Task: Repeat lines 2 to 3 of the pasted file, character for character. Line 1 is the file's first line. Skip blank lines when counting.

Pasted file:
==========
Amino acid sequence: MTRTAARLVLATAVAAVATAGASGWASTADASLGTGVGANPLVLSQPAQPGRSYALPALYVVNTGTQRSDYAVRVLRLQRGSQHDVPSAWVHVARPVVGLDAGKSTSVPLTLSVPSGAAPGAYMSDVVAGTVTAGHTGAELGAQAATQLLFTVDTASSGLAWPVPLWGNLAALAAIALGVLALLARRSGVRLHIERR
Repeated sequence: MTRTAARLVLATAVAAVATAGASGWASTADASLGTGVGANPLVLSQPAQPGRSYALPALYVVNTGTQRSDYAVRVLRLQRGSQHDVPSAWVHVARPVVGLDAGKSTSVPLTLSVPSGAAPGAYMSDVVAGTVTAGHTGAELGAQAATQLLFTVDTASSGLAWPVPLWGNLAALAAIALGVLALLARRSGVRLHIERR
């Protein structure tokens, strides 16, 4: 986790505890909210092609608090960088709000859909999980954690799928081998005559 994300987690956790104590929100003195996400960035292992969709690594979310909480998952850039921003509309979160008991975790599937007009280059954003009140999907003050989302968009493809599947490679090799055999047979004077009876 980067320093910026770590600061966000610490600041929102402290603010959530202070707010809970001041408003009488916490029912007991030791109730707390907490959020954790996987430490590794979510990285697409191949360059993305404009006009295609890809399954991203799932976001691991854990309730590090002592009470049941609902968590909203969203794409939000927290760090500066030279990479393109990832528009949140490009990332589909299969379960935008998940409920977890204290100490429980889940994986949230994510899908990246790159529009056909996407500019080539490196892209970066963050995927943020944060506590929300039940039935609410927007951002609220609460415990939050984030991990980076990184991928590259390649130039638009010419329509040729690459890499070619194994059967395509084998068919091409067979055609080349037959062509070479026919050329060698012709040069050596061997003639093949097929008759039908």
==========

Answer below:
Repeated sequence: MTRTAARLVLATAVAAVATAGASGWASTADASLGTGVGANPLVLSQPAQPGRSYALPALYVVNTGTQRSDYAVRVLRLQRGSQHDVPSAWVHVARPVVGLDAGKSTSVPLTLSVPSGAAPGAYMSDVVAGTVTAGHTGAELGAQAATQLLFTVDTASSGLAWPVPLWGNLAALAAIALGVLALLARRSGVRLHIERR
């Protein structure tokens, strides 16, 4: 986790505890909210092609608090960088709000859909999980954690799928081998005559 994300987690956790104590929100003195996400960035292992969709690594979310909480998952850039921003509309979160008991975790599937007009280059954003009140999907003050989302968009493809599947490679090799055999047979004077009876 980067320093910026770590600061966000610490600041929102402290603010959530202070707010809970001041408003009488916490029912007991030791109730707390907490959020954790996987430490590794979510990285697409191949360059993305404009006009295609890809399954991203799932976001691991854990309730590090002592009470049941609902968590909203969203794409939000927290760090500066030279990479393109990832528009949140490009990332589909299969379960935008998940409920977890204290100490429980889940994986949230994510899908990246790159529009056909996407500019080539490196892209970066963050995927943020944060506590929300039940039935609410927007951002609220609460415990939050984030991990980076990184991928590259390649130039638009010419329509040729690459890499070619194994059967395509084998068919091409067979055609080349037959062509070479026919050329060698012709040069050596061997003639093949097929008759039908």